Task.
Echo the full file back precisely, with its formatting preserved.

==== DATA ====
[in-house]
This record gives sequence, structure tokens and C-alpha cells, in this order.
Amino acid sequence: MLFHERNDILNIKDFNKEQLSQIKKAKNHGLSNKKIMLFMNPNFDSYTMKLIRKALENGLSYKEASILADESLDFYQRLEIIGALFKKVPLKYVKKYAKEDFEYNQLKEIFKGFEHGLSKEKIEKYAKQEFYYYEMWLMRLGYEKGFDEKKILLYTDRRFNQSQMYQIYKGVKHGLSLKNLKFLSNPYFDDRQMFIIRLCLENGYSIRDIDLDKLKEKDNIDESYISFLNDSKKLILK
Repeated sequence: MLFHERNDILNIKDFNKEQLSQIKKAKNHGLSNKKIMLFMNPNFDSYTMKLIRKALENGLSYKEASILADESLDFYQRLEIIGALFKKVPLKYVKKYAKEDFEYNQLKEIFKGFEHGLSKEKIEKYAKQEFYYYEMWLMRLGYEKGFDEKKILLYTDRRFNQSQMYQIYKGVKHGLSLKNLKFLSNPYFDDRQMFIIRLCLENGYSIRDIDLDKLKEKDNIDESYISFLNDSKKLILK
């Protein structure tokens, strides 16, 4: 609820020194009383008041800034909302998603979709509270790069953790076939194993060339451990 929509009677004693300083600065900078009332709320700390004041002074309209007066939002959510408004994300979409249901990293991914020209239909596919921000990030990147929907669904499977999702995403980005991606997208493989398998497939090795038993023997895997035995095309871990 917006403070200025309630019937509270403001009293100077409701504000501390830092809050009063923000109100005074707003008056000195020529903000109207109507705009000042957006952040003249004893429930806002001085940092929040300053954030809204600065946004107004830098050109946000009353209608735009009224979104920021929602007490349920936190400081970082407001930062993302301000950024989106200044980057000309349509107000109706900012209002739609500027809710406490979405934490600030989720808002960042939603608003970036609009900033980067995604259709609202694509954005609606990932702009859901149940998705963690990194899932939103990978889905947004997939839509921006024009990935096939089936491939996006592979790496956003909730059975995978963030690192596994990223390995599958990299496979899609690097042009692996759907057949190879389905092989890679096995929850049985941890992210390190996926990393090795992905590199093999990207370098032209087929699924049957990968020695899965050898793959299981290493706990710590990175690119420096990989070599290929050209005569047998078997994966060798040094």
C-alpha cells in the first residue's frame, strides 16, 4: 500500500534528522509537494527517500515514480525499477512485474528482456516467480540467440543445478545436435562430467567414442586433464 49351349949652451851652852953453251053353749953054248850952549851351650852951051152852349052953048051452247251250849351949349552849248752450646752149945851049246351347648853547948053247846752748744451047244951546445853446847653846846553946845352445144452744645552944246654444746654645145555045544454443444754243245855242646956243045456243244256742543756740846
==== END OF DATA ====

[in-house]
This record gives sequence, structure tokens and C-alpha cells, in this order.
Amino acid sequence: MLFHERNDILNIKDFNKEQLSQIKKAKNHGLSNKKIMLFMNPNFDSYTMKLIRKALENGLSYKEASILADESLDFYQRLEIIGALFKKVPLKYVKKYAKEDFEYNQLKEIFKGFEHGLSKEKIEKYAKQEFYYYEMWLMRLGYEKGFDEKKILLYTDRRFNQSQMYQIYKGVKHGLSLKNLKFLSNPYFDDRQMFIIRLCLENGYSIRDIDLDKLKEKDNIDESYISFLNDSKKLILK
Repeated sequence: MLFHERNDILNIKDFNKEQLSQIKKAKNHGLSNKKIMLFMNPNFDSYTMKLIRKALENGLSYKEASILADESLDFYQRLEIIGALFKKVPLKYVKKYAKEDFEYNQLKEIFKGFEHGLSKEKIEKYAKQEFYYYEMWLMRLGYEKGFDEKKILLYTDRRFNQSQMYQIYKGVKHGLSLKNLKFLSNPYFDDRQMFIIRLCLENGYSIRDIDLDKLKEKDNIDESYISFLNDSKKLILK
């Protein structure tokens, strides 16, 4: 609820020194009383008041800034909302998603979709509270790069953790076939194993060339451990 929509009677004693300083600065900078009332709320700390004041002074309209007066939002959510408004994300979409249901990293991914020209239909596919921000990030990147929907669904499977999702995403980005991606997208493989398998497939090795038993023997895997035995095309871990 917006403070200025309630019937509270403001009293100077409701504000501390830092809050009063923000109100005074707003008056000195020529903000109207109507705009000042957006952040003249004893429930806002001085940092929040300053954030809204600065946004107004830098050109946000009353209608735009009224979104920021929602007490349920936190400081970082407001930062993302301000950024989106200044980057000309349509107000109706900012209002739609500027809710406490979405934490600030989720808002960042939603608003970036609009900033980067995604259709609202694509954005609606990932702009859901149940998705963690990194899932939103990978889905947004997939839509921006024009990935096939089936491939996006592979790496956003909730059975995978963030690192596994990223390995599958990299496979899609690097042009692996759907057949190879389905092989890679096995929850049985941890992210390190996926990393090795992905590199093999990207370098032209087929699924049957990968020695899965050898793959299981290493706990710590990175690119420096990989070599290929050209005569047998078997994966060798040094």
C-alpha cells in the first residue's frame, strides 16, 4: 500500500534528522509537494527517500515514480525499477512485474528482456516467480540467440543445478545436435562430467567414442586433464 49351349949652451851652852953453251053353749953054248850952549851351650852951051152852349052953048051452247251250849351949349552849248752450646752149945851049246351347648853547948053247846752748744451047244951546445853446847653846846553946845352445144452744645552944246654444746654645145555045544454443444754243245855242646956243045456243244256742543756740846